Thomas Telford - Blast Effect on Buildings
Structural Engineering | GSA
Partitions, false ceilings, lighting, heating and ventilation ductwork and trunking are very vulnerable not to mention computer systems, telecommunications and security apparatus. By keeping the blast wave out of the building, damage to the internal fabric and equipment is minimised, and recovery accelerated. The most vulnerable parts of any building are the windows. Considerable research and development has taken place around the world to determine the best methods of protecting these vital parts of a structure. Removal of ASF is time consuming and labour intensive and studies have shown that once two cycles of ASF and BBNC has been applied and removed it may have been more cost effective to install blast resistant glazing from the outset.
Figure 1 — Widespread damage to conventional glazing Protect Occupants. The most important function of structural protection is to safeguard the people who work and live in the building.
Every building owner has a duty of care therefore, in addition to the requirements imposed by building regulations; there is a need to make the place safe from terrorist attack. This can take several forms depending of a whole spectrum of parameters. Smaller buildings with robust exterior walls can be strengthened to resist attack. Properly trained security personnel, appropriate surveillance systems and well-rehearsed emergency procedures will all help to protect occupants in the event of a crisis.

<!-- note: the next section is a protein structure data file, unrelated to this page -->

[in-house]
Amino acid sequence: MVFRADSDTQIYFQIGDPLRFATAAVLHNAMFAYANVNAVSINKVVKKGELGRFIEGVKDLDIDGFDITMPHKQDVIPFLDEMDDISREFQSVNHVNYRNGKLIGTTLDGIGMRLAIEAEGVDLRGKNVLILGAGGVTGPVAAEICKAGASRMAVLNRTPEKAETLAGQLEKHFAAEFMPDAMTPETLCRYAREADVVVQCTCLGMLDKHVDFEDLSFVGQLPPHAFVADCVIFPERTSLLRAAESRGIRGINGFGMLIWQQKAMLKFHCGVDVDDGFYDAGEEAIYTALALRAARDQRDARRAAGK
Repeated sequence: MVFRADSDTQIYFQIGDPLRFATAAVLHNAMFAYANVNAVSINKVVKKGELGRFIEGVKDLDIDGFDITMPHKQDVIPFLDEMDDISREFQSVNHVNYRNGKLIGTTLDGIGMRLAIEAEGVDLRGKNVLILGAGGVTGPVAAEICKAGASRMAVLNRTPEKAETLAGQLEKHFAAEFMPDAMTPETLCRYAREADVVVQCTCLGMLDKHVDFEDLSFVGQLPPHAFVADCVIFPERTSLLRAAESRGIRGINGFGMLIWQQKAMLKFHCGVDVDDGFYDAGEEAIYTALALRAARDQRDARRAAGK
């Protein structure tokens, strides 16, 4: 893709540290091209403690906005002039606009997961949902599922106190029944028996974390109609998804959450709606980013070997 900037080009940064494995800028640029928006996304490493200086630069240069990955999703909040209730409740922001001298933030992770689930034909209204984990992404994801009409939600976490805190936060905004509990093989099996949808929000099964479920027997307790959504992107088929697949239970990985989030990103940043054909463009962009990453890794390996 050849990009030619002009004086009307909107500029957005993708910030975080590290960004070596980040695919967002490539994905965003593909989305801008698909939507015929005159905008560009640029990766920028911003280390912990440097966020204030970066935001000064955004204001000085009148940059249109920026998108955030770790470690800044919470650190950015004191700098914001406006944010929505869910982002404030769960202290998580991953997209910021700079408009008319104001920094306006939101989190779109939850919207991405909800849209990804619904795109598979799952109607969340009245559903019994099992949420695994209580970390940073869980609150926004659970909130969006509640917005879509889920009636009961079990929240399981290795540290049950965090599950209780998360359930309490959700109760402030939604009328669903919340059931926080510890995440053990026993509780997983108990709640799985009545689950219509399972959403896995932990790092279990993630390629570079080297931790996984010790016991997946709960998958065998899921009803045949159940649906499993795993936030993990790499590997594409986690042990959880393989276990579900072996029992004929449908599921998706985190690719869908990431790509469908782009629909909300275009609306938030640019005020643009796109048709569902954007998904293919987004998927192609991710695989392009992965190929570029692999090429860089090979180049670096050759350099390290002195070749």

Retrofitting Existing Masonry Buildings to Resist Explosions
Prevent Structural Failure. Regrettably, there have been many explosive incidents in which the victims have survived the initial attack only to lose their lives when the building subsequently fell down. Two of the most important factors structural engineers have to consider are robustness and redundancy. Robustness is a measure of the buildings ability to cope with hazards in an acceptable way.
Redundancy is a condition relating to the ability of a structure to transfer loads into alternate areas. Buildings that are robust and structurally redundant are capable of surviving blast loads well; buildings that are not tend to suffer badly Figure 2. Figure 2 — Failure of the connections in a precast concrete frame Reinforcing Existing Masonry Walls.